Posted: Fri 26th Apr 2024

Council in Pontypool Does Not Allow Emotional Support Dogs Inside Buildings /

THERE is no requirement for a council to allow “emotional support dogs” into its buildings a senior councillor has said. 
But councillors were told owners can tie their dogs up outside Pontypool’s Civic Centre “whilst conducting their business at reception”. 
The dogs are used by people coping with anxiety or other mental health conditions but Torfaen Borough Council has said it doesn’t admit them to its offices as they aren’t defined in UK legislation. 
Councillor Peter Jones, who is the Labour council’s cabinet member for equalities, said: “These are typically pets that provide emotional support and usually untrained and therefore more likely to cause a problem, a nuisance or display poor behaviour if allowed into our buildings.” 
The Cwmbran Two Locks councillor said as the dogs aren’t defined under UK equality legislation the council doesn’t have to accommodate them and said it is unable to provide for them but has placed “dog tie points” at the doors to the Civic Centre. 
Cllr Jones said: “Visitors with emotional support dogs can stay reasonably close by them whilst conducting their business at reception.” 
The only exception for allowing emotional support dogs into a council building would be if its owner has a disability as defined by the equalities act. 
It was also confirmed, as is required by equalities legislation, the council does admit assistance and guide dogs into its buildings. 
Cllr Jones said: “These are usually well trained and well behaved and unlikely to create problems or a nuisance and usually easily identified by their harness or jacket.”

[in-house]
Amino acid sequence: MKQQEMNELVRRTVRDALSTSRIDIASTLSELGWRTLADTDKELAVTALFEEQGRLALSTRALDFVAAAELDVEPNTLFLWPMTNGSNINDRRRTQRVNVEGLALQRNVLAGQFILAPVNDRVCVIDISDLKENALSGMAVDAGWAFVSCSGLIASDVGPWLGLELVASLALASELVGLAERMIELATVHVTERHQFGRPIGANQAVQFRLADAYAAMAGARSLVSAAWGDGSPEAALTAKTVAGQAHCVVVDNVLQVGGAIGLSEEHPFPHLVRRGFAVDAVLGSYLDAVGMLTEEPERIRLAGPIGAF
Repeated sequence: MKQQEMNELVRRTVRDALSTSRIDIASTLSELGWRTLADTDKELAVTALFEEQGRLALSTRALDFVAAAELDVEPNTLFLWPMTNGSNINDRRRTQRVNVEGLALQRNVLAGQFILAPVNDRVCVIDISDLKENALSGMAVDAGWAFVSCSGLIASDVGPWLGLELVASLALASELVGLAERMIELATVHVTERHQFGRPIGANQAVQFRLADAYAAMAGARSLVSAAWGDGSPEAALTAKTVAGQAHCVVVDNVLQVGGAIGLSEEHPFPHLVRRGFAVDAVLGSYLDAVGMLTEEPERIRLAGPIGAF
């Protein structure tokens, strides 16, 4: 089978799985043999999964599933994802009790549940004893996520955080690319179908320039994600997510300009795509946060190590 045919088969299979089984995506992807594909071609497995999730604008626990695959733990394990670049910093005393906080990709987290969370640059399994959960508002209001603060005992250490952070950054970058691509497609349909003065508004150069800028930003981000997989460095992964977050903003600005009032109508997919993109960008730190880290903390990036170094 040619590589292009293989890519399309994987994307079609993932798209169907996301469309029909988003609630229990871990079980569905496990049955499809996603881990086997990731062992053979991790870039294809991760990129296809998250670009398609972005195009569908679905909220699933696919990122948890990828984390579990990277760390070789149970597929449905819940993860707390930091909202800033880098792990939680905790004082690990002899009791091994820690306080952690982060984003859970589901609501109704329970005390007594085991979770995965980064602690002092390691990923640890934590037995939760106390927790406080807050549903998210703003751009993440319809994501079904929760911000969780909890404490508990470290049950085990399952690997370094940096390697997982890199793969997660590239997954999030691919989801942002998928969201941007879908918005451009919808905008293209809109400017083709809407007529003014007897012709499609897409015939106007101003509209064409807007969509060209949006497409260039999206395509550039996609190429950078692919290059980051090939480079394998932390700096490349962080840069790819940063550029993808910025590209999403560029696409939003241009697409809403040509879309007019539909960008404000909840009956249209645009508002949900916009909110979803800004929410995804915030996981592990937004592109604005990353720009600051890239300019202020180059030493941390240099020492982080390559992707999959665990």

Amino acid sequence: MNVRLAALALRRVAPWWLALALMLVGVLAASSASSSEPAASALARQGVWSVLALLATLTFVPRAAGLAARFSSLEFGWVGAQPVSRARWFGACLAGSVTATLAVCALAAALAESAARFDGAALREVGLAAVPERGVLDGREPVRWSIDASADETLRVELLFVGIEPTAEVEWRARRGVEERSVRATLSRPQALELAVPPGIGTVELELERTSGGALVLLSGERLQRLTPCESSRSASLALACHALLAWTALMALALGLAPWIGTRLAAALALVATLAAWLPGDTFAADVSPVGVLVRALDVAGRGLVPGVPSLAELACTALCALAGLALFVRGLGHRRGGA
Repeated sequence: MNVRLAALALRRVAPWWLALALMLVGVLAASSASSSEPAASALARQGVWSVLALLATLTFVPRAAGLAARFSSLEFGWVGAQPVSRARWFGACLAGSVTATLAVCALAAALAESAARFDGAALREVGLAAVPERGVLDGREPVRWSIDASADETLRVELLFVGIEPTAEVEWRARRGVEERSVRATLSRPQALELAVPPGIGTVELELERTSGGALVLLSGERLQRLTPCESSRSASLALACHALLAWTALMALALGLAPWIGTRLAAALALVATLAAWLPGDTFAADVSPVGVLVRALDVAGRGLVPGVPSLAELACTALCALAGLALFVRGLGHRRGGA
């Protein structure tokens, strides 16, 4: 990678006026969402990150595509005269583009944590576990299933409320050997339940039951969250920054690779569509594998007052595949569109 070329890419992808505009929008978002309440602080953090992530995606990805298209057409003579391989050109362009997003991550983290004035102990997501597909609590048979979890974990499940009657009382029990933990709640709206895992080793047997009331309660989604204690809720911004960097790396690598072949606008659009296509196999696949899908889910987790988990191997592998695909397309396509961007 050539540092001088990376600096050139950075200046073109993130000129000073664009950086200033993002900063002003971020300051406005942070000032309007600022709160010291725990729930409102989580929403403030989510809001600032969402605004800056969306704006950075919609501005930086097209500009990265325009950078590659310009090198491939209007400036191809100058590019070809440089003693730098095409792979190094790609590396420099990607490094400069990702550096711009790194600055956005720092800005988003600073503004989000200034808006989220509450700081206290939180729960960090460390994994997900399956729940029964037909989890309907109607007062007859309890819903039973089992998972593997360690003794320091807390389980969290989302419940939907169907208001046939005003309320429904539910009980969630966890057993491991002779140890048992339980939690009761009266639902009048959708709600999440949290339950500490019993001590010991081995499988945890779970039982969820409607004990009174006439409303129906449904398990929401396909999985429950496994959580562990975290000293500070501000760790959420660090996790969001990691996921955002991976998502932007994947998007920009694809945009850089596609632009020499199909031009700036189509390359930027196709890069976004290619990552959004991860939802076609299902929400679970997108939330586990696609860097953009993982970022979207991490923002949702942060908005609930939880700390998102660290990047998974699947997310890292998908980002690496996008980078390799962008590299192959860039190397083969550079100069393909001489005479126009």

He was answering a question, at the full council’s April meeting, from independent councillor Janet Jones who asked “how confident” the council is “staff are aware that residents with service dogs have the same rights as those with guide dogs and disabilities that can be seen.” 
The Blaenavon member said “more and more people suffering from stress, anxiety, PTSD are using service dogs to help them combat their health issues”. 
The cabinet member said he understood the councillor to be referring to emotional support dogs which he explained don’t have the same legal standing as assistance or guide dogs and that staff are “well aware” they are expected to “abide by legislation.” 
He also offered to meet with Cllr Jones to discuss any individual cases “as the council will always try to mitigate or help residents” and to send her detailed guidance available in the public domain, he had been sent by the equalities officer. ‌​‌​‌​​​‍‌​‌​​‌‌‌‍‌​‌‌​​‌​‍‌​‌‌‌​‌‌‍‌​‌‌‌‌​​

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